Coatis aka Pizotes, Crackoons, Hog-coons, Snookum Bears
Coatis are in the raccoon family and are a bit longer and thinner than raccoons. They are mostly light gray underneath and on their chest and shoulders with light or dark brown on top and rings on the tails. Their spiky-haired tail can be as long as the body. They are about 18-27 inches (46-69 cm) long and weigh about 10 lb (4.5 kg).
Before the sun rises, the bands of coatis stream down from their sleeping trees, where they spent the night curled-up, high up in the trees. Immediately they start foraging for fruit, termites, lizards, butterflies, spiders and other treats. For these activities, they have reasonably strong jaws and teeth and some good claws.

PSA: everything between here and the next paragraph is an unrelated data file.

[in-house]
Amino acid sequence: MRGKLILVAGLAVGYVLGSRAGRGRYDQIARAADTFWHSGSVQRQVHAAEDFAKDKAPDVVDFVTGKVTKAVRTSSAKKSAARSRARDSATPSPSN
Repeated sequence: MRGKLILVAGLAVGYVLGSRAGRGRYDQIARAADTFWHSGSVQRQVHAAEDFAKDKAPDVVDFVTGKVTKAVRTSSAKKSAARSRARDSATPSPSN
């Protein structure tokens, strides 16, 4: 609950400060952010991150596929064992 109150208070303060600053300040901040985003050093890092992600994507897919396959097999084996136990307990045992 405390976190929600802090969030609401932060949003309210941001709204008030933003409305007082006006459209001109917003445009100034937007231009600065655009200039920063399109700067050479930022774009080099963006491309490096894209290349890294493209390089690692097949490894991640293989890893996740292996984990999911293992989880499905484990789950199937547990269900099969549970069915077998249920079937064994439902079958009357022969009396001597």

The coatis move around together in huge, protective family groups of 8 or so, or up to even 40. These are the females and their young. Bands of coatis may be heard grunting, whining, woofing, and clicking as they root through the jungle with their long thin, pig-like snouts.
The adult males are called coatimundis and they don’t stay in the bands but roam around solo. When mating season comes they seek out the female groups and compete (fight) with other males for breeding honors. After that, the females chase the males away again.
They can live in wet tropical forests to scrub, brush or grasslands; from the Southern part of the US to South America.
They have been occasionally kept as pets and are known to be gentle, clever and friendly.